Pyle shared his theory and technique with his fellow divers. Before it could be scientifically tested, the practice of deep stops became widespread among technical divers from the late 1990’s.
This is why Deep Stops are also known as Pyle Stops.
Depths that Deep Stops should be taken according to the Pyle theory
The first Deep Stop is at the midway point between the bottom depth and the 1st decompression stop depth. The next Deep Stop is taken at the midway depth between the last Deep Stop depth and the 1st decompression stop depth. The table below helps shows this clearly.
Which Dive Computers have a Deep Stop function?
Many dive computers have a Deep Stop function to cover the practices now adopted by many technical and professional divers. These can be adjusted or turned off altogether.
The Suunto range of dive computers have a Deep Stop function. This is automatically activated when diving deeper than 65.6 feet (20 meters). This is ON by default in Air and Nitrox modes and can be turned OFF.
Even the entry-level dive computers marketed towards recreational divers now include a Deep Stop function. These are big name diving manufacturers, such as Cressi, Mares and Suunto.
What's the effectiveness of Deep Stops?
In 2018, the evidence (although still all theoretical) is pointing away from including Deep Stops into your dive plan. Up until very recently, Deep Stops were something to be considered when diving to depths below 65.6 feet (20 meters).
Opinions on the effectiveness of Deep Stops continue to remain varied. There is research that shows a reduced venous bubble count after including both Deep Stops and standard decompression stops into a dive plan. This is when compared to stopping at decompression stops only.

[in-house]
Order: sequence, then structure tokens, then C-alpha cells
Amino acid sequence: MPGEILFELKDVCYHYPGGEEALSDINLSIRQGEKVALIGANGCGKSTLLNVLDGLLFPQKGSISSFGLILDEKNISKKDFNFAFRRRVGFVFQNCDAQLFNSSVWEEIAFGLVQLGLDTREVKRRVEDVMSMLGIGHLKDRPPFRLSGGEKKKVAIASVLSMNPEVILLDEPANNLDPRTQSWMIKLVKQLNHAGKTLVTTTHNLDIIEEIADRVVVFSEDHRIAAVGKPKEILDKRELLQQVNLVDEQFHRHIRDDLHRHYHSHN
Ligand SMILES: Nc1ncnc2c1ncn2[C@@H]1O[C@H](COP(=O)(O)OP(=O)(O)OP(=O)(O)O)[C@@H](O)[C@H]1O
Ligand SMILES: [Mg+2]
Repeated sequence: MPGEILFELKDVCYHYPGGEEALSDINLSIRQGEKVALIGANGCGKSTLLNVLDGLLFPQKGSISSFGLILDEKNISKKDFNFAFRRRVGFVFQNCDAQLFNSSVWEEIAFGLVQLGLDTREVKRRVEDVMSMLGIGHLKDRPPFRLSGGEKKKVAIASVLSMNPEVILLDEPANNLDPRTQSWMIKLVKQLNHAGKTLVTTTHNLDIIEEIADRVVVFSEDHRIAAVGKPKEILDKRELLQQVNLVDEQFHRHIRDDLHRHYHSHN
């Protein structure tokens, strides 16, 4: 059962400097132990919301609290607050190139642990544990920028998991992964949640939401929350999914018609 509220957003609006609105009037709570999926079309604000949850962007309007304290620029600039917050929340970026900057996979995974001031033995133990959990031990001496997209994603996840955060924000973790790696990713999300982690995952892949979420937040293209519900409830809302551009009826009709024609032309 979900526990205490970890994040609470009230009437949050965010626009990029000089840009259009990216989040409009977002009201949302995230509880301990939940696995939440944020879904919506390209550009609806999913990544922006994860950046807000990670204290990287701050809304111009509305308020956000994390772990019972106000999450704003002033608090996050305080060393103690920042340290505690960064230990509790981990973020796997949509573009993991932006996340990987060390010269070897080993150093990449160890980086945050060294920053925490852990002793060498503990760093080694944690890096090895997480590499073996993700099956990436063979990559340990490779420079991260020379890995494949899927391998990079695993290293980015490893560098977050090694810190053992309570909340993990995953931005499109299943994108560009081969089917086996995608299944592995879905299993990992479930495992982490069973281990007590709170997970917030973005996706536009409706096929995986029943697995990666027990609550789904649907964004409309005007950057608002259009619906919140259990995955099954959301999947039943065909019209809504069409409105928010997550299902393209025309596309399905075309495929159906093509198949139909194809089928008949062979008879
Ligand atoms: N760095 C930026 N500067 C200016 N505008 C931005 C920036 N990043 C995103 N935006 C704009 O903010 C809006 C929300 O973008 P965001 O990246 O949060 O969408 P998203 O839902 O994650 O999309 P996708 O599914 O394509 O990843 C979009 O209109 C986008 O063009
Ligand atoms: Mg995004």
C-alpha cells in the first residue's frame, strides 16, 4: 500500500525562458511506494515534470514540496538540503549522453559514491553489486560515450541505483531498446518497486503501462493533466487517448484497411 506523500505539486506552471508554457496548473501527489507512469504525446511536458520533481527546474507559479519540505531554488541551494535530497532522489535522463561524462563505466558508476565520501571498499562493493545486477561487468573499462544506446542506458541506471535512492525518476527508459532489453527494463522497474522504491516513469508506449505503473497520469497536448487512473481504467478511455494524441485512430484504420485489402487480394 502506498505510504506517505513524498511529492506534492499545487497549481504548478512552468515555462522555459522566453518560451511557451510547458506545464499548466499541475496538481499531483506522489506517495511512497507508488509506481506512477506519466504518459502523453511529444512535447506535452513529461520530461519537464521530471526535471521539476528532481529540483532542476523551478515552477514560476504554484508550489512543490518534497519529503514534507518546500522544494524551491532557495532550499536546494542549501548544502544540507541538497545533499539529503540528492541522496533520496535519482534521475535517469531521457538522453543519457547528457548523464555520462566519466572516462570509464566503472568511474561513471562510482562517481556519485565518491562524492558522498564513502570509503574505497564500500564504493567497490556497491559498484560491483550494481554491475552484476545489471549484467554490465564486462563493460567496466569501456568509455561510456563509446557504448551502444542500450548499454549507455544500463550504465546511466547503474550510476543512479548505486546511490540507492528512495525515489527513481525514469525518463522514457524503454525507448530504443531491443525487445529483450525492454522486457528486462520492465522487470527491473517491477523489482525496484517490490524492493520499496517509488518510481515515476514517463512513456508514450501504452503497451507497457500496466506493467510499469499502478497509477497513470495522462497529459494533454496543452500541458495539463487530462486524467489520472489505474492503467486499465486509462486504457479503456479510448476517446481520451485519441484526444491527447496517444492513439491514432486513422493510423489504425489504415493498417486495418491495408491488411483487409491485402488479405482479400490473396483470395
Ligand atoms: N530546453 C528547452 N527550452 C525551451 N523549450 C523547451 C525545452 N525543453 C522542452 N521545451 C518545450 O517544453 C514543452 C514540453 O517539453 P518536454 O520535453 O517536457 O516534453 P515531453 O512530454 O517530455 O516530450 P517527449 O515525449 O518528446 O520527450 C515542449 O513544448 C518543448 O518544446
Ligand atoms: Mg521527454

The length of a Deep Stop is generally 1 to 2 minutes. Something to consider when adding a Deep Stop into your dive plan is that incorporating Deep Stops into a dive plan have not shown to be harmful when still following the mandated shallower decompression stops. Divers have reported a better post-dive feeling when including Deep Stops into their dive plan.
As part of their program, the Sub-Aqua Association of the UK now includes training on deep stops for all deep dive ascents.
After more than a hundred years of working on decompression theory and safety, we still can't say with certainty what the ideal decompression profile is. In fact, the ideal profile will most likely be slightly different for each of us.
We know that a range of profiles with first stops at different depths have been reasonably successful. Scientific studies will continue to give us better evidence over time that will help us find that ideal.
The bottom line at the end of the day is to plan and dive as safely as possible to reduce the risk of getting bent.
As individuals, we have to look at the slowly mounting evidence and make our own decisions.
Below is a video on Safety Stops by Dive Training Magazine. It shows the various options for safety stops and the procedures.